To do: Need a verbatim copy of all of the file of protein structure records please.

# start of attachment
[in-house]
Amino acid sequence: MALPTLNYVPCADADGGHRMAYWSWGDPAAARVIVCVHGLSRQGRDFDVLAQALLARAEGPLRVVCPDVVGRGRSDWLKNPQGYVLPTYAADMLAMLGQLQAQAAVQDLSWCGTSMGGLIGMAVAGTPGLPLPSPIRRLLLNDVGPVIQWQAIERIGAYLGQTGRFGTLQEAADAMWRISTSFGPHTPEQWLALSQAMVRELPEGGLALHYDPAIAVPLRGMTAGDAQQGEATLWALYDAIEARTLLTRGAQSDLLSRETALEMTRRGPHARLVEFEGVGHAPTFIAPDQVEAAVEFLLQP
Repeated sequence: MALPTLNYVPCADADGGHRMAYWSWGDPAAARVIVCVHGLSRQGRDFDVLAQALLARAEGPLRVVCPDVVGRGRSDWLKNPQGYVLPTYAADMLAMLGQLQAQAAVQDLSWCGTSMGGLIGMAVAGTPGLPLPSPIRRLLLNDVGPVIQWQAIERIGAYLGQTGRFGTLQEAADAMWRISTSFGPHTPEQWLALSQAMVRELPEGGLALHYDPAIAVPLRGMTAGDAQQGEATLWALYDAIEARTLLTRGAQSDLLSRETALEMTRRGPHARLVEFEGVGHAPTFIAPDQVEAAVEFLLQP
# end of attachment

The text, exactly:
[in-house]
Amino acid sequence: MALPTLNYVPCADADGGHRMAYWSWGDPAAARVIVCVHGLSRQGRDFDVLAQALLARAEGPLRVVCPDVVGRGRSDWLKNPQGYVLPTYAADMLAMLGQLQAQAAVQDLSWCGTSMGGLIGMAVAGTPGLPLPSPIRRLLLNDVGPVIQWQAIERIGAYLGQTGRFGTLQEAADAMWRISTSFGPHTPEQWLALSQAMVRELPEGGLALHYDPAIAVPLRGMTAGDAQQGEATLWALYDAIEARTLLTRGAQSDLLSRETALEMTRRGPHARLVEFEGVGHAPTFIAPDQVEAAVEFLLQP
Repeated sequence: MALPTLNYVPCADADGGHRMAYWSWGDPAAARVIVCVHGLSRQGRDFDVLAQALLARAEGPLRVVCPDVVGRGRSDWLKNPQGYVLPTYAADMLAMLGQLQAQAAVQDLSWCGTSMGGLIGMAVAGTPGLPLPSPIRRLLLNDVGPVIQWQAIERIGAYLGQTGRFGTLQEAADAMWRISTSFGPHTPEQWLALSQAMVRELPEGGLALHYDPAIAVPLRGMTAGDAQQGEATLWALYDAIEARTLLTRGAQSDLLSRETALEMTRRGPHARLVEFEGVGHAPTFIAPDQVEAAVEFLLQP